Your Health A-Z

Exercise and asthma

Exercise is a common trigger for asthma symptoms, but asthma shouldn’t be a reason to avoid exercise. Proper diagnosis and an effective treatment plan can help asthma sufferers enjoy the many benefits of appropriate exercise.

Should people with asthma exercise?

Asthma is a common respiratory condition with attacks characterised by constriction of the bronchi (airways in the lungs) and difficulty breathing. Reactions differ among individual cases, as do triggers, which include various allergens, psychological stress and exercise.

Many people assume that exercise is bad for asthma sufferers as exercise is a common trigger for asthma symptoms. But one of the goals of effective treatment of asthma is for sufferers to maintain a regular, healthy lifestyle – which includes exercise.

Benefits of exercise for asthma

Avoiding triggers is a key component in managing and controlling asthma. But avoiding exercise can lead to sufferers becoming unfit and more vulnerable to attacks.

The Cochrane Database of Systematic Reviews published a review of 19 studies on exercising with asthma in 2012, which found that exercise for asthma sufferers is safe. The review also found that exercise improves heart and lung fitness and enhances quality of life.

Other benefits of exercising when you have asthma include:

  • reduced symptoms
  • improved breathing
  • decreased stress and anxiety.

Most people with asthma should be able to exercise, provided their asthma is well controlled. They should be properly diagnosed and have a customised treatment plan to monitor and manage symptoms.

The most effective treatment of asthma is identifying and avoiding triggers. If exercise causes asthma symptoms, however, it is possible that a small change in your treatment plan is all that is needed for relief of symptoms during physical activity.

Safety first

Asthma causes the lungs to be hypersensitive to temperature, humidity, allergens and pollution. That is why where and when you exercise, as well as how you breathe when you exercise, is of utmost importance to exercising safely.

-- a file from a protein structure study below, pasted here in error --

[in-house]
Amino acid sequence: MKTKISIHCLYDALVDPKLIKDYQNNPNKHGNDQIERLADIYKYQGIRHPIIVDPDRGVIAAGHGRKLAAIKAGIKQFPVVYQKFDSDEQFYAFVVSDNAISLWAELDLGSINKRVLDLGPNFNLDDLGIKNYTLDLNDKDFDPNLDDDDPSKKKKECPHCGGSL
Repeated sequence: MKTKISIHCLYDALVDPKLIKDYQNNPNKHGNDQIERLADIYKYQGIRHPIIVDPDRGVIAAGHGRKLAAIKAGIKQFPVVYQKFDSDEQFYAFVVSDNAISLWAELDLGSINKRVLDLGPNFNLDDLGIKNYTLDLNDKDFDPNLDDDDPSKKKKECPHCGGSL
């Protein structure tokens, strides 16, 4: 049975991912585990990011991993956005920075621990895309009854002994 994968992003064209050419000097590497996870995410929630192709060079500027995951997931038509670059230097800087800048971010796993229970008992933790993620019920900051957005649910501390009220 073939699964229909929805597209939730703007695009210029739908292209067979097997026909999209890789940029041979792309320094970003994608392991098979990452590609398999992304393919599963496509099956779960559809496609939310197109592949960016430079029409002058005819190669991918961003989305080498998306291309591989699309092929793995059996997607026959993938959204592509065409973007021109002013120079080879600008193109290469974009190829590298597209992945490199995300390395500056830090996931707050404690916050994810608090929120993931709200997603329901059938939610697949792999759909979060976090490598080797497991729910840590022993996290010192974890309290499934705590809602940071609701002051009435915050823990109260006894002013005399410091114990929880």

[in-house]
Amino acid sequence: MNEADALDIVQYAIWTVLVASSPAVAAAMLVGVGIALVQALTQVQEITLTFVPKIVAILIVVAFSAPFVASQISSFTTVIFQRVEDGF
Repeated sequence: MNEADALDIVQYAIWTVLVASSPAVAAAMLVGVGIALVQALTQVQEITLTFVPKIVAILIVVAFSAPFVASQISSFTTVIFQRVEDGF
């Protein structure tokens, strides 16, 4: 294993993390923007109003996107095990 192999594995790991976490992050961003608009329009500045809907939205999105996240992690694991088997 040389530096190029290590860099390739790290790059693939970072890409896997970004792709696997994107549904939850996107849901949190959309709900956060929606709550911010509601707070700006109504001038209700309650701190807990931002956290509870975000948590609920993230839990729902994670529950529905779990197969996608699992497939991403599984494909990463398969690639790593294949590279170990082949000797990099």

Consulting your doctor should always be your first point of call before initiating any new exercise plan. Your doctor will be able to assess what level of activity would be appropriate for you, as well as which physical activity to choose. Swimming is a popular option for asthmatics, because the air you breathe while swimming is usually warm and moist, but there are a number of other activities to choose from.

Recommended physical activities for people with asthma:

  • swimming
  • yoga
  • pilates
  • walking
  • hiking
  • cycling
  • golf

With proper guidance, it should be possible to undertake any form of exercise, but certain activities are more likely to trigger asthma symptoms. These include sports performed in cold weather and endurance sports like basketball or long-distance running.

Whichever activity is chosen – and approved by your doctor – take these steps to ensure you exercise safely:

  1. Inhale through the nose and exhale through the mouth. Inhaling through the mouth while exercising is tough on the lungs. Breathing in through the nose means the air is moistened, warmed and filtered.
  2. Your doctor will be able to make adjustments to your medication to facilitate increased physical activity. Bronchodilators are usually recommended for use 15 minutes before exercise.
  3. Exercise indoors if pollution or pollen counts are high.
  4. Include warm-ups before and cool-downs after workouts.
  5. Never exercise when you’re not feeling well.
  6. Always carry an inhaler.

Sources:

http://www.medicinenet.com/best_exercises_for_asthma_yoga_swimming_biking-page2/views.htm

https://en.wikipedia.org/wiki/Asthma

http://www.webmd.com/asthma/guide/exercising-asthma

 

In the interest of our patients, in accordance with SA law and our commitment to expertise, Mediclinic cannot subscribe to the practice of online diagnosis. Please consult a medical professional for specific medical advice. If you have any major concerns, please see your doctor for an assessment. If you have any cause for concern, your GP will be able to direct you to the appropriate specialists.